Today’s pop music certainly makes it seem like a tenor’s world out there. But if you’re more of a baritone, don’t worry. Here, you’ll learn about the baritone singing range, the best baritone pop songs to add to your repertoire, and more.
You’ve probably noticed that every single guy on Top 40 radio is a tenor. Sam Smith, Jason Derulo, Bruno Mars, Justin Timberlake, David Guetta, Adam Levine, Usher, Justin Bieber, and Nick Jonas are all tenors. Every member of One Direction is a tenor.
How did this happen? Where are the bass and baritone pop songs? And what are you to do if you love to sing pop music, but have a bass or baritone singing range?
But First, What is a Tenor?
Before we go any further, let’s discuss vocal classifications. There are four primary male vocal classifications: bass, baritone, tenor, and countertenor. A tenor is the highest classification of male voice that sings primarily in chest voice. Countertenors are men who specialize in singing in falsetto; they often sing lead roles in baroque operas. It could also be argued that pop singers who sing almost exclusively in falsetto (like Justin Timberlake) are a new form of countertenor.
Range-wise, tenors feel comfortable belting very high. The coveted tenor high C, or C5 (the fifth C from the bottom of the piano), is the crown jewel of arias like “Nessun Dorma” from Puccini’s Turandot. (If you haven’t heard this before, go get a box of tissues, and watch the video below.) For a baritone, an A4 is very high, and most baritones have to switch to falsetto around an F or G. Basses can belt up to an E4, but most have to switch over at a C4 or D4.
On the other end of the scale, basses and baritones have the advantage. Tenors can’t usually sing below a B2. Baritones can often sing down to an F2, while basses sometimes enjoy the coveted low D2 or even C2. For an idea of what this sounds like, listen to the video below for a great reel of baritones and basses singing various low notes. (Skip to the end for the really crazy low notes.)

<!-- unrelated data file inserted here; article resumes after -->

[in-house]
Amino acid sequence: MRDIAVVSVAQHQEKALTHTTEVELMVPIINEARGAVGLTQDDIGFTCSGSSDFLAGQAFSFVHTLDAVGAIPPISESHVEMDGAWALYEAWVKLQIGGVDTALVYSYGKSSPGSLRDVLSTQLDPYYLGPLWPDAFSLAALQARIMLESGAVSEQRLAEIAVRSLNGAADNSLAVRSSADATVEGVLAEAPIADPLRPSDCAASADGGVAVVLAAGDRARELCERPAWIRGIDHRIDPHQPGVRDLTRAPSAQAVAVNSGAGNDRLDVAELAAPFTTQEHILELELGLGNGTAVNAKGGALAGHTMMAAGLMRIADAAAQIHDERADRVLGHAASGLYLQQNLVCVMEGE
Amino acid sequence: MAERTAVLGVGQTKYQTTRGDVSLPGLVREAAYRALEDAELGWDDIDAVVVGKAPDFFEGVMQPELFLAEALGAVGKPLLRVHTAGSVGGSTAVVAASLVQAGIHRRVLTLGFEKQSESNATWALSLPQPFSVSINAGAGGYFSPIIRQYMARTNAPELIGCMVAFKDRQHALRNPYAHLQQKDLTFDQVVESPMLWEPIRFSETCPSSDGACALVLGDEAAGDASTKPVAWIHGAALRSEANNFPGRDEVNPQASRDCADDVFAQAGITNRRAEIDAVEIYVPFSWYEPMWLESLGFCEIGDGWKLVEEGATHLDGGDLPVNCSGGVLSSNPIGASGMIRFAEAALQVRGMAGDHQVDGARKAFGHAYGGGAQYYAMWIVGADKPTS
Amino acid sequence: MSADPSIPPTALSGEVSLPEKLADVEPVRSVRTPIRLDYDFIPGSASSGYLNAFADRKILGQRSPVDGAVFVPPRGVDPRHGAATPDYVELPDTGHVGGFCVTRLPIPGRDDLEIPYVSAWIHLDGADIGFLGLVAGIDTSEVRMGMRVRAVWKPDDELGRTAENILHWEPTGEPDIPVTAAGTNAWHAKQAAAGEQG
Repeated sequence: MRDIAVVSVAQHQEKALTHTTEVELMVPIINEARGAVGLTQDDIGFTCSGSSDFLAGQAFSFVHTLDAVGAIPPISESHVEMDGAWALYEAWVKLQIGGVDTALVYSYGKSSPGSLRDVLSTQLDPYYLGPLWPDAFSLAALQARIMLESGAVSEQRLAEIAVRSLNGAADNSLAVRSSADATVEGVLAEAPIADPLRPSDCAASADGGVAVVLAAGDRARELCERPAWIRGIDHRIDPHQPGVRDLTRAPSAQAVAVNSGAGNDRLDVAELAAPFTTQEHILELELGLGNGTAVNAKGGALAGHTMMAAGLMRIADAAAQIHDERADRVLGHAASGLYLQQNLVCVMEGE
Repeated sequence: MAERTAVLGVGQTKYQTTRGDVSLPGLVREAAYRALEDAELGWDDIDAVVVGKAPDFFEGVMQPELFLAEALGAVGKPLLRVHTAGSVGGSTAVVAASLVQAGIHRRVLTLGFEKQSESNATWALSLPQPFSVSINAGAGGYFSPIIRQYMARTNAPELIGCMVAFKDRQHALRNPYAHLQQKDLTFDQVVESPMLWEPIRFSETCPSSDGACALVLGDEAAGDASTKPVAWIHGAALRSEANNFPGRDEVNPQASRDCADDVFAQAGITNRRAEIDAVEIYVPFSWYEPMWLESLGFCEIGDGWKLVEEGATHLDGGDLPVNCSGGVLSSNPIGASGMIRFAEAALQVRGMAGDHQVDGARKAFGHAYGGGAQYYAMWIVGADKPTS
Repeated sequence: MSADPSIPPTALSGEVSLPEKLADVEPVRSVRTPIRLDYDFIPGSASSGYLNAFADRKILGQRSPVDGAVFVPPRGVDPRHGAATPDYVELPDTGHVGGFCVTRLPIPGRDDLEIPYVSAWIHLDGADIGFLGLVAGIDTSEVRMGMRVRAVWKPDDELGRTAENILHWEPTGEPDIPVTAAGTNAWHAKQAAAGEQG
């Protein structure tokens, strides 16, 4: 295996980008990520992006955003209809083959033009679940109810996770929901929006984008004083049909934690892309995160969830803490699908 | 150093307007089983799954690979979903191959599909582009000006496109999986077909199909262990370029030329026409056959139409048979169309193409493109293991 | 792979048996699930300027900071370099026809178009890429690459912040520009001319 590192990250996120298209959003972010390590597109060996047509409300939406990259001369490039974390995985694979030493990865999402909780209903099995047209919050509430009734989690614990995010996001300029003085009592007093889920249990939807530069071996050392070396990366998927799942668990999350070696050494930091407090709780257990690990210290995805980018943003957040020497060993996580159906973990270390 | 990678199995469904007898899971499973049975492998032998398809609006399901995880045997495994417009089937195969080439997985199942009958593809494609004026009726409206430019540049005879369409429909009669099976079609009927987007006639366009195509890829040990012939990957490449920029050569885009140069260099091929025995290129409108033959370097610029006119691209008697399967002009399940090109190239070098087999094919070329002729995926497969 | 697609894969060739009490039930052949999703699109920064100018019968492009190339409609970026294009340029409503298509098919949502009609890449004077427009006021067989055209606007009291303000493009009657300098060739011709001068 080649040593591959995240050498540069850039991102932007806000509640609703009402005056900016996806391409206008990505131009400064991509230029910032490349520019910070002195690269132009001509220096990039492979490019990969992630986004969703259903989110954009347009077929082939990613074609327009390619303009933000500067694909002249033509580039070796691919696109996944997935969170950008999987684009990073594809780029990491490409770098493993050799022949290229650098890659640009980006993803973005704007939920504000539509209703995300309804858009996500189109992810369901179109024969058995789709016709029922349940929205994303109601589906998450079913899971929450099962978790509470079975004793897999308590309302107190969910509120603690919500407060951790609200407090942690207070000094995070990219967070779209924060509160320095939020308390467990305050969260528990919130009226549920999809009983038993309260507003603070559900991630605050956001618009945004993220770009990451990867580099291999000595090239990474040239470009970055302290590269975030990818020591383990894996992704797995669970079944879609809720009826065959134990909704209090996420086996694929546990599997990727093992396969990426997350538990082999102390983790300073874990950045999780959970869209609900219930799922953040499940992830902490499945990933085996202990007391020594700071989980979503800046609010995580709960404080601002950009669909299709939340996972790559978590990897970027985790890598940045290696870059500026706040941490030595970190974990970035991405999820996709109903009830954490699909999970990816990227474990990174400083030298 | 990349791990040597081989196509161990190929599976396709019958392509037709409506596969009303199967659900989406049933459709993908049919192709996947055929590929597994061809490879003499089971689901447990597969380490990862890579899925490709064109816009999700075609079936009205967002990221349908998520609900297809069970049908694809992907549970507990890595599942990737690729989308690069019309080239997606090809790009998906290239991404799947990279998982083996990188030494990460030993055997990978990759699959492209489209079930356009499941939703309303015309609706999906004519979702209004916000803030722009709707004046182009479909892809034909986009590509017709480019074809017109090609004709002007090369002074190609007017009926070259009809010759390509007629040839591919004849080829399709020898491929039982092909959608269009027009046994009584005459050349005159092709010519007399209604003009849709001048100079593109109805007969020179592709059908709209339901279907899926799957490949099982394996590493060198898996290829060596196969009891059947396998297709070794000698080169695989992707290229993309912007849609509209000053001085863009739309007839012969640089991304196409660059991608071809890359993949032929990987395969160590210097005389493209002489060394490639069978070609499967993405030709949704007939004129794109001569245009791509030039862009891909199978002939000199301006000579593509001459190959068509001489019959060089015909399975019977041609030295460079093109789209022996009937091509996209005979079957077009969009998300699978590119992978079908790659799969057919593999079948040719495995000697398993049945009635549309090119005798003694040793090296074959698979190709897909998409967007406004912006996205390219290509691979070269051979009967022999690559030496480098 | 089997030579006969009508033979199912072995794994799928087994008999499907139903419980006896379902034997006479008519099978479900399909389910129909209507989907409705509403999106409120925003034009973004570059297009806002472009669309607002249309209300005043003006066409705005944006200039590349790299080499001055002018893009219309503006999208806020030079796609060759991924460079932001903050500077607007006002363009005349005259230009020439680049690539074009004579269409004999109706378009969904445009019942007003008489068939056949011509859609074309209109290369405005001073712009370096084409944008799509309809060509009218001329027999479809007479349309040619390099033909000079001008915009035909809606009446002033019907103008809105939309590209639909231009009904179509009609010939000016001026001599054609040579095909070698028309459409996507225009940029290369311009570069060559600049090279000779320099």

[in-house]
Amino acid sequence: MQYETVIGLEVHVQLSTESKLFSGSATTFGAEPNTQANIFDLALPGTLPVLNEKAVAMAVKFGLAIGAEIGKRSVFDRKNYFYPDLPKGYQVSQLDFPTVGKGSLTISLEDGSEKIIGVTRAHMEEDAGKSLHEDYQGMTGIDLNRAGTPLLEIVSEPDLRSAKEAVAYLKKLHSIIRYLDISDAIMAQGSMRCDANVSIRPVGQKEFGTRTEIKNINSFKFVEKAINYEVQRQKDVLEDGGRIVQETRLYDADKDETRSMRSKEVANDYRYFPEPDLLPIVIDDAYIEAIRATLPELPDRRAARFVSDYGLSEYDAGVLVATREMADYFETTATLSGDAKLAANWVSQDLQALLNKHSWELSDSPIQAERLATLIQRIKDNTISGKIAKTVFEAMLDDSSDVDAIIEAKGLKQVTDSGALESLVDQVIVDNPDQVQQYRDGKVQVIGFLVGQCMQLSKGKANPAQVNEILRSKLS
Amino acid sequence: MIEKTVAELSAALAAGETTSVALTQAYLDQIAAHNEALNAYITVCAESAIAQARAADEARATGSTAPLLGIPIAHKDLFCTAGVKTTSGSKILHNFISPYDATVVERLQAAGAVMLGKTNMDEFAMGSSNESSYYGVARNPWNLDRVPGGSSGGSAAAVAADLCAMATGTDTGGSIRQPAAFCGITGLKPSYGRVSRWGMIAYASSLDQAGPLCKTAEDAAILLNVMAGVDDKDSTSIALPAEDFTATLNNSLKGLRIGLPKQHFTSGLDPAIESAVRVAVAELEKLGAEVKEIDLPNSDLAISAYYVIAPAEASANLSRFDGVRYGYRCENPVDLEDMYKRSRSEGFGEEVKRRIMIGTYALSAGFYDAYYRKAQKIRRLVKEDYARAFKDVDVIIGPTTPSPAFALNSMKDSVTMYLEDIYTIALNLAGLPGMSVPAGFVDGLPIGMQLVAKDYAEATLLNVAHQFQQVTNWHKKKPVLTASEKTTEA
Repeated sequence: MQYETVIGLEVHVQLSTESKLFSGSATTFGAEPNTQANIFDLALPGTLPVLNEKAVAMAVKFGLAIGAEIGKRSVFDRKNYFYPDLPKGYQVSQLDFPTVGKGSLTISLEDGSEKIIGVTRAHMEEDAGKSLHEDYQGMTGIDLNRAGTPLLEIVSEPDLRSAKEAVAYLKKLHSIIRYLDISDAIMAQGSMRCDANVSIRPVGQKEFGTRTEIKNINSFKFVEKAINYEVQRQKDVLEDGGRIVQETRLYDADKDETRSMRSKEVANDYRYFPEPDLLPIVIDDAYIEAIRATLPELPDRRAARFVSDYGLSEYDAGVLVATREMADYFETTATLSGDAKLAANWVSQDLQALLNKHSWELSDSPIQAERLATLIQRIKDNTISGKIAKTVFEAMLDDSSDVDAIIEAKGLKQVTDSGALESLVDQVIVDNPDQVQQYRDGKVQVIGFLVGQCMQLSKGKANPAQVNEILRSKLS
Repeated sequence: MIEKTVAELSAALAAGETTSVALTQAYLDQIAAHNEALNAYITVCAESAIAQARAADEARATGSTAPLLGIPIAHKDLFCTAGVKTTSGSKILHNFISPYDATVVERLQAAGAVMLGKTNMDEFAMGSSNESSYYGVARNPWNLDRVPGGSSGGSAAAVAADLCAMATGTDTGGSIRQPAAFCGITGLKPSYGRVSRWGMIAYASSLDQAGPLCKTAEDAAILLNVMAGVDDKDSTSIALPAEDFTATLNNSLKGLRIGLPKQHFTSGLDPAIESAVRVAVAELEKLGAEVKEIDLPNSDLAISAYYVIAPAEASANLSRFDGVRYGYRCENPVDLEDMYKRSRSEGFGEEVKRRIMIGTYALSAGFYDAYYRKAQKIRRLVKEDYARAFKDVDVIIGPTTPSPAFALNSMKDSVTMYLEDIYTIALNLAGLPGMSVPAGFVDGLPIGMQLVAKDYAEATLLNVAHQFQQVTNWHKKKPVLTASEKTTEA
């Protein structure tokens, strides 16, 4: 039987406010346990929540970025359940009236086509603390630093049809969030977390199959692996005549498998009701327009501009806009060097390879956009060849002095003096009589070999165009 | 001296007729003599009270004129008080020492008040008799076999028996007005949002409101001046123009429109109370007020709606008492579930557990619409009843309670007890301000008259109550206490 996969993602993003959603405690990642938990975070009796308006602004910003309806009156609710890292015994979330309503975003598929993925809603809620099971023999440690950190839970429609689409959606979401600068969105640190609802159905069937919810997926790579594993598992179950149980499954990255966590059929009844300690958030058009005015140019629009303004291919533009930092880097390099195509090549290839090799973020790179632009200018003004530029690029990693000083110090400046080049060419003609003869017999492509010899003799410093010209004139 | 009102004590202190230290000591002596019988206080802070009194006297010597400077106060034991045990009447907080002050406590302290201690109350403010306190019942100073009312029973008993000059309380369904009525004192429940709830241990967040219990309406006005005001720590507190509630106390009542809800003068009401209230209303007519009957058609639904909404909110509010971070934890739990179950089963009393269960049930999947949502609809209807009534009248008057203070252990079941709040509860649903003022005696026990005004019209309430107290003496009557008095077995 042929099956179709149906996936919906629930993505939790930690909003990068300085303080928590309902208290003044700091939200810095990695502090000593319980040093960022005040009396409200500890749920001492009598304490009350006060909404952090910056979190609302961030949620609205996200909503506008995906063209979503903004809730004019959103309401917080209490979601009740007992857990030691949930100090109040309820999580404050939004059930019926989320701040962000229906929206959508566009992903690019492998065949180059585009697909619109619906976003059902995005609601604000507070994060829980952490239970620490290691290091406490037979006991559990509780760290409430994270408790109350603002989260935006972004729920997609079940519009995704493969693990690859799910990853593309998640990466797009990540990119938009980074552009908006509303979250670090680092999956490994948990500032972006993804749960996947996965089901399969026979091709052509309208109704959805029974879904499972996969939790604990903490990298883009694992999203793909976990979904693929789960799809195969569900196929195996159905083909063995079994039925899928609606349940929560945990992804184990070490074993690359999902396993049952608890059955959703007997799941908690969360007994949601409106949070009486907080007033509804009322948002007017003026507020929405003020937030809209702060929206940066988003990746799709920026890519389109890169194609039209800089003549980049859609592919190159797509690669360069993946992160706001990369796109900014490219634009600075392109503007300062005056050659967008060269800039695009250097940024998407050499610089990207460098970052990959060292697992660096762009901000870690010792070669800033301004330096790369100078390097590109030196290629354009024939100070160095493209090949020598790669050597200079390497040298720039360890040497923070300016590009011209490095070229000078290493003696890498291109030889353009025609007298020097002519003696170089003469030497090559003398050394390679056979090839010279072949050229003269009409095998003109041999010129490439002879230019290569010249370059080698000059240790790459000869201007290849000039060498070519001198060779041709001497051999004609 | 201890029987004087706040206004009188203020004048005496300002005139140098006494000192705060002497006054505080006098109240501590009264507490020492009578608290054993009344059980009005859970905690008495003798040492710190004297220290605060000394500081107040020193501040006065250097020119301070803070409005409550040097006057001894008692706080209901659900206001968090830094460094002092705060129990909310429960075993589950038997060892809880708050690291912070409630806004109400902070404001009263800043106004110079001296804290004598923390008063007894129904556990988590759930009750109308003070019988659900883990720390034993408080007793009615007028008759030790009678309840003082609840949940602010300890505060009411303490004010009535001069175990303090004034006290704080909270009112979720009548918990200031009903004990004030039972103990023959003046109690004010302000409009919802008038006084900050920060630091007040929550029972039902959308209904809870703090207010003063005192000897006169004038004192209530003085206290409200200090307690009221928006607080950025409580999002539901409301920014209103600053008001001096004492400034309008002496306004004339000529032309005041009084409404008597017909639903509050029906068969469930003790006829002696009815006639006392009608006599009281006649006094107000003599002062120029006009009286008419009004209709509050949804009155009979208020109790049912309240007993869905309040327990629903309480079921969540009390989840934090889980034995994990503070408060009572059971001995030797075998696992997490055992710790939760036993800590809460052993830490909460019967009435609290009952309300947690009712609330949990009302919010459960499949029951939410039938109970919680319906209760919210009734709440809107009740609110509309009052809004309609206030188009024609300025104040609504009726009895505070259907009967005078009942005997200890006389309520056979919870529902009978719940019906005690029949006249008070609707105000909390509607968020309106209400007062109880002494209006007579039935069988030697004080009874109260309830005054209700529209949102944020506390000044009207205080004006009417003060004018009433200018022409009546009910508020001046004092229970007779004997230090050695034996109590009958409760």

Despite the beautiful spectrum of the male vocal range, the last great popular baritone singers were arguably Frank Sinatra, Elvis Presley, and Johnny Cash. The Beatles were tenors, and after them, tenors ruled. From Elton John to Michael Jackson, Freddy Mercury, Prince, the Backstreet Boys and *NSYNC, tenors have dominated pop music for more than 60 years.
And Now… The Baritone & Bass Pop Singer Survival Guide
So, where does this leave baritones and basses? If you have a bass or baritone singing range and enjoy pop music, you are probably familiar with the horrible sensation of straining to reach impossibly high notes. This is because the music on the radio nowadays is just not written for your voice.
Does this mean that you can’t learn how to sing pop? Absolutely not! Here are my five survival tips for basses and baritones who want to sing pop.
1. Sing Pop Songs in Your Key
Mercifully, songs can be moved to whatever key the singer chooses. Have a voice teacher help you measure your range and choose comfortable keys for your pieces. Many websites that sell sheet music let you easily change the key of a piece before purchase, so you can even get sheet music in the appropriate range.
Going to a karaoke night? Some karaoke machines let you change the keys of background tracks, so remember your ideal keys for a few pieces and make the appropriate adjustments. You will be surprised how much better you sound when you are not trying to sing music that is way too high for your voice.
2. Change Ornaments to Fit Your Voice
A big part of being a singer is coming up with your own ornaments in different pieces. Copying the original artist note-for-note and riff-for-riff is not exactly creative, and for you, it is probably uncomfortable (or even impossible), as well. Change things around to fit your style and your instrument. Instead of going for the high note at the end, for instance, what if you went down an octave?
3. Explore the Few, Proud Low Pop Singers
Although they are few and far between, there has been a handful of baritone popular music singers since the 1960s. Eric Clapton, Iggy Pop, Billy Idol, Bob Marley, Eddie Vedder (Pearl Jam), and Kurt Cobain (Nirvana) are a few outliers. You will likely be able to sing these singers’ songs in the original keys! Hallelujah!
Here are some specific songs to add to your singing repertoire:
- “White Wedding” (Billy Idol)
- “Layla” (Eric Clapton)
- “Jeremy” (Pearl Jam)
- “Lithium” (Nirvana)
- “Hound Dog” (Elvis)
- “My Way” (Frank Sinatra)
- “Steal My Body Home” (Beck)
4. Branch Out
Popular music draws inspiration from a plethora of genres, including blues, metal, country, musical theater, and even opera. As it turns out, tenor dictatorship does not spread to these other genres. Baritone singers like B.B. King, Tim McGraw, and Chris Young all have large baritone discographies. Musical theater roles like Javert (“Les Misérables”), Tom Collins (“Rent”), and Sweeney Todd (“Sweeney Todd”) showcase low voices, as do a huge array of art songs and operatic roles.
5. Write Your Own Music
If you get frustrated by the lack of pop music for low voice, try writing your own bass or baritone pop music! Work with your voice teacher to get an idea of where your voice sits best, and write in a way that flatters your vocal abilities. I, for one, think it is high time we had a baritone or bass pop singer, so if you make it to the big time, I would be thrilled!
Readers, what baritone pop songs do you have in your repertoire? Leave a comment below and let us know! Want even more song recommendations? Click here for even more songs to sing!
Photo by Yuichi Sakuraba